Scribd was designed to share documents, and its basic assumption is that you're going to read them on a PC of some sort. It formats the documents in a preview window that's pretty and readable— it looks just like a print book— but it's not terribly easy to read a window-within-a-window. I had to line it up carefully so that the window fit my browser screen; in some books, the preview window wasn't big enough for the book's page size. I could click the button to turn the pages, but I had to use the scroll bar to be able to read to the bottom of a page. If there was a way to size that window, it wasn't obvious.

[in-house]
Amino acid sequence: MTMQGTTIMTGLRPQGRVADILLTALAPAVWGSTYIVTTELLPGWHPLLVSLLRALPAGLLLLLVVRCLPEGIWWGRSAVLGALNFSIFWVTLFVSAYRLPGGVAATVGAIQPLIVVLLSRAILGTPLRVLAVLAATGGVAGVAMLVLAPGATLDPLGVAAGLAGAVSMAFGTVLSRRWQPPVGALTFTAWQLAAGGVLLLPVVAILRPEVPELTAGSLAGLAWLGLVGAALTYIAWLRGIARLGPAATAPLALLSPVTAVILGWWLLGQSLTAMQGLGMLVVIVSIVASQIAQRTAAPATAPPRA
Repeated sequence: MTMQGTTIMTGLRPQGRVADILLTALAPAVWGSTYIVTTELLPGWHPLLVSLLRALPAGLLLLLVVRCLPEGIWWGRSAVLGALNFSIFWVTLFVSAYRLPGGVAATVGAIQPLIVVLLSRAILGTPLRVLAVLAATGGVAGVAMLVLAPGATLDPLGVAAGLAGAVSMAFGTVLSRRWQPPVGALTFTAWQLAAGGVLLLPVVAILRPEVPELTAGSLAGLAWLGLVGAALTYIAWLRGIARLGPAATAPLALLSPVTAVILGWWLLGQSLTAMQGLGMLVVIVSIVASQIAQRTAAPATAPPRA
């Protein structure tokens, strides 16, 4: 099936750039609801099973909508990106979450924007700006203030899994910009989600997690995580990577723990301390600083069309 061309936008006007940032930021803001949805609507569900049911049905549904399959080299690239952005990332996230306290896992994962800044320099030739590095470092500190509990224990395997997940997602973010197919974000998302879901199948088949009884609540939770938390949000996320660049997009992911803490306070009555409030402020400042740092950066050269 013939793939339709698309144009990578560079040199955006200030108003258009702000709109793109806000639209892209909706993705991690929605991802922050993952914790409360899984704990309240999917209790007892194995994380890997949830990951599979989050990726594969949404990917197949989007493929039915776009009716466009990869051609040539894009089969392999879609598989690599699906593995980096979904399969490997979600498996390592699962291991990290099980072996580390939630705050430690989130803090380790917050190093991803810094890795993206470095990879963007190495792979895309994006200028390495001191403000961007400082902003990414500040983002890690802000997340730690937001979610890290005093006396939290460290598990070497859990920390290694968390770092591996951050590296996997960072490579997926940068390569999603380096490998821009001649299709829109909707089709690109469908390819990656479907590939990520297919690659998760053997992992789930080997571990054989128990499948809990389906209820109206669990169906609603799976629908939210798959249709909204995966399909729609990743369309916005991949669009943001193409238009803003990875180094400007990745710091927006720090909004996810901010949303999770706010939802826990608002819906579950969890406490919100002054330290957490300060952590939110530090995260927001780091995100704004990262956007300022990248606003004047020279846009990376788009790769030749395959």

Second, the Simon & Schuster section of the Scribd store didn't have any good way to search it— no "by genre" buttons, not a lot of sort functions, and when you search, it didn't look like you were searching only S&S books. Also, the books are way more expensive than on the Kindle store. I saw lots of books over $20, including a nonfiction one on John Brown that was over $40.
And what do you get for that? You get a DRM-protected book you can read on your PC, that's what. It says it supports EPUb and XHMTML and Adobe editions, but no mention of Mobi, so I didn't buy anything.
So, my analysis of Scribd is that it's a great place for free books but not that good a bookstore. Still a lot of work to do in that department.